How I (Sort of) Met J.D. Salinger in 1974

I'd never thought to brag about it before. Bragging was for phonies, and The Catcher in the Rye was embarrassing enough for an Andover guy like me, since the Andover snob in the book was maybe the phoniest guy in the whole thing. But it's a true story so I guess I'd better tell it. I actually met the hyperreclusive J. D. Salinger, sort of. At Andover in the fall of 1974.

But first you need the context, so here's what J. D. Salinger wrote in The Catcher in the Rye about my old alma mater:

I didn't think I had a "tired, snobby voice," though truth to tell, my hair was so long I was mistaken sometimes for a girl. The New York bar part is familiar. In those days, the early 1970s, the drinking age was 18. I was 16, a month away from turning 17, on the morning I want to tell you about. We didn't tell our parents, of course, but that meant we could sneak into bars, no problem, even if my fake ID made me look like I was 14. In the spring, the seniors got to drink at The Andover Inn.

I wasn't a bastard. I sure wished someone would have called me one once in a while. But I wasn't. I wasn't a douchebag either (we had that word by then), at least I didn't think I was. And I sure as hell didn't talk about the Lunts, who would have been my grandparents' age. My friends and I knew plenty of preppies with their topsiders and no socks—even they wouldn't wear checkered vests—and like every teenager we were with Holden all the way. Just because he trashed Andover didn't mean we didn't love Holden.

Andover wasn't Pencey Prep, as Holden knew. It may have been a stuck-up school in Holden's day, but it was a good school now and a fun coed school and we had figured out a way to make it even more fun. Our secret was The Phillipian, the student newspaper, which came out weekly. You could say that working on the school paper was for nerds, but we loved it for a lot of reasons. One of them was that on Wednesday nights when we were putting out the paper, we could stay in the newspaper offices in the basement of Evans Hall all night if we needed to. With girls. Special privilege. Deadlines, you know.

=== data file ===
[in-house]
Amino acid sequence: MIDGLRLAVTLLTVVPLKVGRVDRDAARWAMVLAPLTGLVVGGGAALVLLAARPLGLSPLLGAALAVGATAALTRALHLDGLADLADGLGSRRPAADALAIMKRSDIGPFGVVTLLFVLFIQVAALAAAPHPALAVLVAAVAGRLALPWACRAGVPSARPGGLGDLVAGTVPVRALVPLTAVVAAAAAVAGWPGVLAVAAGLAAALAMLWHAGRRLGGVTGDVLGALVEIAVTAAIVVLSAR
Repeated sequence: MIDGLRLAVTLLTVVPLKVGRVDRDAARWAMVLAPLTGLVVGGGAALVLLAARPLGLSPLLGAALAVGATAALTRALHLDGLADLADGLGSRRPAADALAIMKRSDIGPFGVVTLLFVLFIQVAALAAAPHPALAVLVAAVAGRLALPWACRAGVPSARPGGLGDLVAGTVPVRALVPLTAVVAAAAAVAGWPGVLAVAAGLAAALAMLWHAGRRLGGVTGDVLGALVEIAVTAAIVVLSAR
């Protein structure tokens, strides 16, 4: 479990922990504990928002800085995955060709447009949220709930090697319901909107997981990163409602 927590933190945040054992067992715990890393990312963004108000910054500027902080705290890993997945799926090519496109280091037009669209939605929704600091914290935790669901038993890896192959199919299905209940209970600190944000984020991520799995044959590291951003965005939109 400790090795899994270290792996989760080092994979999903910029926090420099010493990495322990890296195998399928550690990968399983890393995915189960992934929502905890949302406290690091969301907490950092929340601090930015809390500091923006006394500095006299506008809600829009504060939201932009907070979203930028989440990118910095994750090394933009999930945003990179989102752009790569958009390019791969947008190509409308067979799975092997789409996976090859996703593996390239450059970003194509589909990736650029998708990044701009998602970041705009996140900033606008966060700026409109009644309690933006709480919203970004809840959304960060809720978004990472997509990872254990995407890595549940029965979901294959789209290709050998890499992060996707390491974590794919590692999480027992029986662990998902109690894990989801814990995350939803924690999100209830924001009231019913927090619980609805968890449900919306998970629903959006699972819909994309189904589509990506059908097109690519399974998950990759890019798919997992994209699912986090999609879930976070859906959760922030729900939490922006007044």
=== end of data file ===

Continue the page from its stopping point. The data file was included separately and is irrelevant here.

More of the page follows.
So on the first day of school, 1974, three or four of us set up a table to sell subscriptions to all of the parents dropping off their kids for the semester. We told the "rents," as we called them, that they needed to stay abreast of what was going on at Andover. Your son's name is what? Hunter? New kid, right? Some of these little preps were 14. Never been away from home. Parents usually divorced. The least they could do was buy a subscription to the Phillipian to keep track of the little pothead. At the end of the day we had a stack of maybe 50 subscription cards with the names and addresses of the parents.

One of them said: "J. D. Salinger," with an address in Cornish, N.H. This was some kind of joke, right? But then one of our intrepid reporters learned that Salinger's son, Matt, was a new kid at Andover. After what Salinger wrote in the novel he still sent his kid here. Cool.

That meant Salinger had been at the Phillipian table! Someone went to the library to try to get a picture of him but this was years before that old-man shot you sometimes see. All they had at the library was that same book jacket photo he used from when he was a young guy, not an Andover parent.

We wracked our brains. Was it that man around 11 a.m.? Nah. How about the dad in the sweater? S--t no! We'd met the great J. D. Salinger and didn't even know it.